"'Cuckservative' is a neologistic term of abuse formed as a portmanteau of the word cuckold and the political designation conservative. It has become an increasingly popular pejorative label used among alt-right supporters in the United States." (source)
By continuously conflating mainstream Muslim Americans and Latinx citizens with Islamic terrorists and Mexican migrants (he has accused American Muslims of failing to report “people who they know are bad” to security authorities); by peddling a campaign slogan evoking nostalgia for an earlier era of unchallenged white and male economic, social and political supremacy; and by framing America’s greatest threats as Arab terrorists, violent black urbanites, central and south American immigrants competing unfairly for scarce jobs, and Asian nations who have roped the U.S. into “losing” trade deals, Trump’s protectionist narratives racialize not only their villains – people of color, citizens and foreigners alike – but also their victims. They implicitly construct as white, that is, the portion of the American citizenry deemed legitimate and deserving of protection. At the same time, these narratives feminize all members of that worthy citizenry as docile, physically and economically vulnerable, and thus subordinate.


Trump has not been an outspoken proponent of municipal and state policies limiting transgender bathroom access, but he has signaled he will let such laws stand as matters of local sovereignty. In so doing, Trump sustains the logic of masculine protection underpinning recent bathroom bills, which claim to protect cisgender women vulnerable to spying and sexual assault by male and transgender restroom-goers. The conservative lawmakers promoting these bills not only depict trans and gender-nonconforming people as sexually deviant and dangerous and reinforce notions that cisgender women need men’s physical and legislative protection. They also conceal cisgender men’s and women’s practices of harassing, intimidating, and assaulting trans and gender-nonconforming people in bathroom settings. Trump’s inaction on this issue sustains these dominant safety narratives. And his incendiary rhetoric and campaign rally antics have invited ordinary citizens to act as vigilante bullies and law and norm enforcers.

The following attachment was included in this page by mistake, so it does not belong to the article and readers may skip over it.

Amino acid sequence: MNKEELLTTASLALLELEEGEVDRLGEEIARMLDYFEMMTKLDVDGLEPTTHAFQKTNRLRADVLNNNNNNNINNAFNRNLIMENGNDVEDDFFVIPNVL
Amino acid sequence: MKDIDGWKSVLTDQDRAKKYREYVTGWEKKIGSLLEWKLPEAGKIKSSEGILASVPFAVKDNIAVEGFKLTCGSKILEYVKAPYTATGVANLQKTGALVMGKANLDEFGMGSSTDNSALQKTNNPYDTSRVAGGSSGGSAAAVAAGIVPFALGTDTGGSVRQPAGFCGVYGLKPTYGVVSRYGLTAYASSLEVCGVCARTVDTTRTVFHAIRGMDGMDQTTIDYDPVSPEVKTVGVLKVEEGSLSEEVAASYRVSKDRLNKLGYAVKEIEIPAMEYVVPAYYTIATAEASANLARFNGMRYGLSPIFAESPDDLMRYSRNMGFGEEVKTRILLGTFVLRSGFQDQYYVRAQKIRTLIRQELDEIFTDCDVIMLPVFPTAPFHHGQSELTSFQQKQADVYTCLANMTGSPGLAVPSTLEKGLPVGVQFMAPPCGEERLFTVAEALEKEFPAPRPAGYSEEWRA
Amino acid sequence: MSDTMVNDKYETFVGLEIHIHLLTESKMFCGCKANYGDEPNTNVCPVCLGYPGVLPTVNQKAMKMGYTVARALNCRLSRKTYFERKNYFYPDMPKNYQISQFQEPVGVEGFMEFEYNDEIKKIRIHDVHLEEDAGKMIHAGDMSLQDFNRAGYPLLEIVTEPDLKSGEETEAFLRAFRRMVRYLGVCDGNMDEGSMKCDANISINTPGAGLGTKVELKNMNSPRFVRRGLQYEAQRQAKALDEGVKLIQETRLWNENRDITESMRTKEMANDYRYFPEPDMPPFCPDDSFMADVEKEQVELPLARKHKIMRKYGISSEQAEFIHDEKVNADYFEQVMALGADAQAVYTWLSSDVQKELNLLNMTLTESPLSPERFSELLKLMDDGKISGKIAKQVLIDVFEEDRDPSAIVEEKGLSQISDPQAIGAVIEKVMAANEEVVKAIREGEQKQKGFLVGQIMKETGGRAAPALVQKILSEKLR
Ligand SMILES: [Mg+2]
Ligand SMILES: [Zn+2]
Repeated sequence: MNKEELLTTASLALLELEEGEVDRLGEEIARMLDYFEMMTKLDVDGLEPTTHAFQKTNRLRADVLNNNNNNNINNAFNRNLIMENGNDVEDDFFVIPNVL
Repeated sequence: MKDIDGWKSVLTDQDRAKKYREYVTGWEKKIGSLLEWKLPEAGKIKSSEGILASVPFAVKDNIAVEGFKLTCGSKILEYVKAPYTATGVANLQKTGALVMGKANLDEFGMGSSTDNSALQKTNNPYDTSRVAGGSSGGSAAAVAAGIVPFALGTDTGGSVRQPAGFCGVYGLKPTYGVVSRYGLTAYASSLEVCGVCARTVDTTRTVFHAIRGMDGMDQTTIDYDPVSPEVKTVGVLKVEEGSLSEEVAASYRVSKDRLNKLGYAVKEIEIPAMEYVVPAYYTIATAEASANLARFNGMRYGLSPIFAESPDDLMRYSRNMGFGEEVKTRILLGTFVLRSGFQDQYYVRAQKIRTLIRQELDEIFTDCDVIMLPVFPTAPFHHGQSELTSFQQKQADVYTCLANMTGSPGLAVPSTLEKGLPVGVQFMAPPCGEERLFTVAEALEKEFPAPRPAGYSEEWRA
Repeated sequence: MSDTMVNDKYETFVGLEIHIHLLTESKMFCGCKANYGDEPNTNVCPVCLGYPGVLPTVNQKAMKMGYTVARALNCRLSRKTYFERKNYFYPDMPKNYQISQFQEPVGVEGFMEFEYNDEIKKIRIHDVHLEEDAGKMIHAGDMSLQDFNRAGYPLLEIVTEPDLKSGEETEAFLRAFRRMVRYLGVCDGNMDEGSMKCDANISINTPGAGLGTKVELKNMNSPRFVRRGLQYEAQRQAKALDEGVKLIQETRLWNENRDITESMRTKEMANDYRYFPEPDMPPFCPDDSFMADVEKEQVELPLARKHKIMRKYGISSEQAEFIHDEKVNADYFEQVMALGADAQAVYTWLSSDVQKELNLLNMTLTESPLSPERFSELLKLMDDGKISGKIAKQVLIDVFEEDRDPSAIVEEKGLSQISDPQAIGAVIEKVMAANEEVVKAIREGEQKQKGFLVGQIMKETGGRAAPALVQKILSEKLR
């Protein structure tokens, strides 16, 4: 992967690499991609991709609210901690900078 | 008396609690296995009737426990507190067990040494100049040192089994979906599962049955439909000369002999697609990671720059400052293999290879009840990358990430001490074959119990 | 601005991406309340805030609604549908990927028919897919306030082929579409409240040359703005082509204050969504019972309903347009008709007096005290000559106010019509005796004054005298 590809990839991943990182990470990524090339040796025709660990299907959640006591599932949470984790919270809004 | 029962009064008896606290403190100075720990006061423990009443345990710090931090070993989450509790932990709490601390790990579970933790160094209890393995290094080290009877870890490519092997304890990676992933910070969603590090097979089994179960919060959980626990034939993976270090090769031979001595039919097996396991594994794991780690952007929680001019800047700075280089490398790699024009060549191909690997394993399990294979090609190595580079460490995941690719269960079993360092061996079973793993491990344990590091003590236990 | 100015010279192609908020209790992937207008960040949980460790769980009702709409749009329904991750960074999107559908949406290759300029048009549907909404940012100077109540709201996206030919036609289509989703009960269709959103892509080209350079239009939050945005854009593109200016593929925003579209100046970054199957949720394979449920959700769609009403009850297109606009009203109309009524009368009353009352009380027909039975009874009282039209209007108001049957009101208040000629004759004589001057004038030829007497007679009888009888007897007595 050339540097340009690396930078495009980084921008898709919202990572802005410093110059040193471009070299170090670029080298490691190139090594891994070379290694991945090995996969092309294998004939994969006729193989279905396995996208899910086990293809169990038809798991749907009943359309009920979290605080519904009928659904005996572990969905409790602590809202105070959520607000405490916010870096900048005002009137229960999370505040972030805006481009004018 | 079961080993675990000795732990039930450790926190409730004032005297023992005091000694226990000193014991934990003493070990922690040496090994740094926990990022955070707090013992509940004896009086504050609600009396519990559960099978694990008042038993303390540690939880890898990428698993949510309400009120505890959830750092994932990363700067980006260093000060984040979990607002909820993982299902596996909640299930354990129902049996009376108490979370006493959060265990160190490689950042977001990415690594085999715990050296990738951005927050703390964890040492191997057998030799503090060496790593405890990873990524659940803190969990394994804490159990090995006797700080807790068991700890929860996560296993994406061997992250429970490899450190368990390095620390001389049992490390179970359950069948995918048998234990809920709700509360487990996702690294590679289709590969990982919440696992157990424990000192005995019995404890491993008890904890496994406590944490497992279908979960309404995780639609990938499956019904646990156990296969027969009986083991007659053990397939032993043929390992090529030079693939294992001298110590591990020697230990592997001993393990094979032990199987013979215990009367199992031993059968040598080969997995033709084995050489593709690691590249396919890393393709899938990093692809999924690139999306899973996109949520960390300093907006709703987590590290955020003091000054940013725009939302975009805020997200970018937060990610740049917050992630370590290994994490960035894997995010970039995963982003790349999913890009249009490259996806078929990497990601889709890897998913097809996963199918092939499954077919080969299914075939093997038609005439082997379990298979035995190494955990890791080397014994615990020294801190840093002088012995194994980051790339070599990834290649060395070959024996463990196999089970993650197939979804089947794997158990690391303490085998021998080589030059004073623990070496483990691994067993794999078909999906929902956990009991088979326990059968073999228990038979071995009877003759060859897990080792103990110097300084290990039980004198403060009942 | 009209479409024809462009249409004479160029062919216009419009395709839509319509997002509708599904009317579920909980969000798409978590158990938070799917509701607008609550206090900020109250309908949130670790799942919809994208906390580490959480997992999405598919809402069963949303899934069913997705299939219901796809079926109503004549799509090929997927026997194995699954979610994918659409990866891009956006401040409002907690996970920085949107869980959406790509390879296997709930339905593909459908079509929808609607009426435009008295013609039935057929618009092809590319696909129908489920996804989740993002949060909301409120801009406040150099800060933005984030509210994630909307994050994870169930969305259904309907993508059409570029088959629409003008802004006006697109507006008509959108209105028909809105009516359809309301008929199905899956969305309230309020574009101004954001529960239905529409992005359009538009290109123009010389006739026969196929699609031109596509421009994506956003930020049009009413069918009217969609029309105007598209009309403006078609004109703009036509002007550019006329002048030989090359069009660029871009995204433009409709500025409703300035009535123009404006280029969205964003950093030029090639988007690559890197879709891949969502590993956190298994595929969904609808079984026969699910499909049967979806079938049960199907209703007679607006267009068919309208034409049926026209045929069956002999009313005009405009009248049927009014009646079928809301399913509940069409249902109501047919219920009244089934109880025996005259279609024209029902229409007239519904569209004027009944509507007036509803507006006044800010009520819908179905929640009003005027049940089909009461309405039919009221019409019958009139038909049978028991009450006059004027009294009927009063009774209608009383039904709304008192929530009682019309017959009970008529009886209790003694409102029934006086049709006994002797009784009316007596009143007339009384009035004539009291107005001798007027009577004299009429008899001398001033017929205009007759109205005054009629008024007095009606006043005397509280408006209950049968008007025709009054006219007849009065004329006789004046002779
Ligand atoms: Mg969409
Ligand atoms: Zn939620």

In his first days in office, President Trump continues to demonize black, brown and Muslim Americans and to exalt a select, authentically American constituency in need of protection. By portraying this constituency as the weak and grateful beneficiary of gallant masculine guardianship and vilifying virtually all people of color in the process, Trump plays a powerful role in reproducing the racial and gender stereotypes that perpetuate the inequalities a truly “great” America must shatter. His rhetoric is more threatening to social justice than the forces he so starkly depicts.


As a white woman, I am unwillingly but inescapably part of the constituency President Trump claims to protect. My sign was one way of saying: not in my name. Blanket immigration bans and border walls that unduly criminalize Muslims and Mexicans in order to protect “native” Americans (oh, Mr. President, tragic irony eludes you): not in my name. A “law and order administration” that disproportionately targets and brutalizes black people in order to safeguard “good” communities: not in my name. Upholding “states’ rights” to enact bathroom bills in order to shield girls and women from hypothetical violation by predatory restroom users (while open-carry gun laws remain on the books): not in my name. I stand against, and I must find new ways to resist, the policies and executive actions being staged, or at least legitimated, on my behalf, and I urge other white Americans to do the same.